Statue Of Liberty: Facts About The Famous Landmark

Here are the facts about the Statue of Liberty

STATUE OF LIBERTY – Know these facts about the famous landmark in New York that has been featured in various movies and TV shows.

Its formal name is Liberty Enlightening the World and it was a gift of friendship from the people of France to the United States which was dedicated on October 28, 1886. The colossal statue is recognized as a universal symbol of freedom and democracy.

statue of liberty
Photo courtesy of Makers


  • 305 feet (93 meters) high including its pedestal
  • the torch measures 29 feet (8.8 meters from the flame tip to the bottom of the handle )
  • service ladder inside the arm measures  42-foot (12.8-meters)

This monument represents a woman holding a torch in her raised right hand while she is bearing the adoption date of the Declaration of Independence (July 4, 1776) in her left hand.

It was Edouard de Laboulaye, a French historian, who made the proposal for the statue. The work began in France in 1875 which was led by sculptor Frédéric-Auguste Bartholdi after French people contributed money for it.

The statue was made out of copper sheets and was hammered into shape by hand. Then, it was assembled over a framework of four gigantic steel supports by designers Eugène-Emmanuel Viollet-le-Duc and Alexandre-Gustave Eiffel.

Based on the article from Encyclopedia Britannica, there is an elevator that carries visitors to the observation deck in the pedestal. That area could also be reached by a stairway. In addition, visitors can also use the spiral staircase leads to an observation platform in the figure’s crown.

statue of liberty
Photo courtesy of Walks of New York

A plaque at the pedestal’s entrance features the “The New Colossus” (1883) by Emma Lazarus. This was written to help raise money for the pedestal. The sonnet reads:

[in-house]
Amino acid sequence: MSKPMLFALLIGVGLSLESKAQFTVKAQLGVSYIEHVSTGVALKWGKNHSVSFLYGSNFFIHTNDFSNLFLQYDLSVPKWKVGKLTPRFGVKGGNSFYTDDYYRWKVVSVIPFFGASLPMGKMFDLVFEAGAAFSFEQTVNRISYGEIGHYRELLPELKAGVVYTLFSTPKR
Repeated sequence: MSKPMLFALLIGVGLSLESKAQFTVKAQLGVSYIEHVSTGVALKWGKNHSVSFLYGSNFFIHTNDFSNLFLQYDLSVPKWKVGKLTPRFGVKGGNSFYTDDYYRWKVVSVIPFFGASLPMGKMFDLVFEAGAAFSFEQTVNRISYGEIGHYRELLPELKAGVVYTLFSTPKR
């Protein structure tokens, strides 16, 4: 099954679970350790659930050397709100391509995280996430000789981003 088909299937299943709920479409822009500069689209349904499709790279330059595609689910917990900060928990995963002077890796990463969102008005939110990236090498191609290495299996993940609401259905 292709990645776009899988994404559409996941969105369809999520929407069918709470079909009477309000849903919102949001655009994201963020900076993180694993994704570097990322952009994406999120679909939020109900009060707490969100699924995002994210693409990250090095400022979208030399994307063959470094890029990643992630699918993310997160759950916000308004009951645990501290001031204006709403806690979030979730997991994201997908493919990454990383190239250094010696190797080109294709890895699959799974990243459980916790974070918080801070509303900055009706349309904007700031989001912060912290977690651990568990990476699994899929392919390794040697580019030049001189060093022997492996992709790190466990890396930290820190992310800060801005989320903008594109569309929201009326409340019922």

Not like the brazen giant of Greek fame,
With conquering limbs astride from land to land;
Here at our sea-washed, sunset gates shall stand
A mighty woman with a torch, whose flame
Is the imprisoned lightning, and her name
Mother of Exiles. From her beacon-hand
Glows world-wide welcome; her mild eyes command
The air-bridged harbor that twin cities frame.
“Keep, ancient lands, your storied pomp!” cries she
With silent lips. “Give me your tired, your poor,
Your huddled masses yearning to breathe free,
The wretched refuse of your teeming shore.
Send these, the homeless, tempest-tost to me,
I lift my lamp beside the golden door!”

On July 4, 1884, this was presented to the American minister to France Levi Morton (later vice president) in a ceremony in Paris. Then, the statue was disassembled and shipped to New York City with the measurements of 151 feet 1 inch (46 meters) high and weighing 225 tons. It was American architect Richard Morris Hunt who designed and built the pedestal within the walls of Fort Wood on Bedloe’s Island. In 1984, the Statue of Liberty was added to UNESCO’s World Heritage List.

The torch of the statue underwent several modifications and that included its conversion to electric power in 1916. In the mid-1980s, the torch was redesigned with repoussé copper sheathed in gold leaf. The illuminated torch was considered a navigational aid and so the U.S. Lighthouse Board administered it at first. Then, it was transferred in 1901 to the War Department as Fort Wood was still an operational Army post back then. In 1924, the Statue of Liberty was declared a national monument and it was placed under the National Park Service, according to the article.

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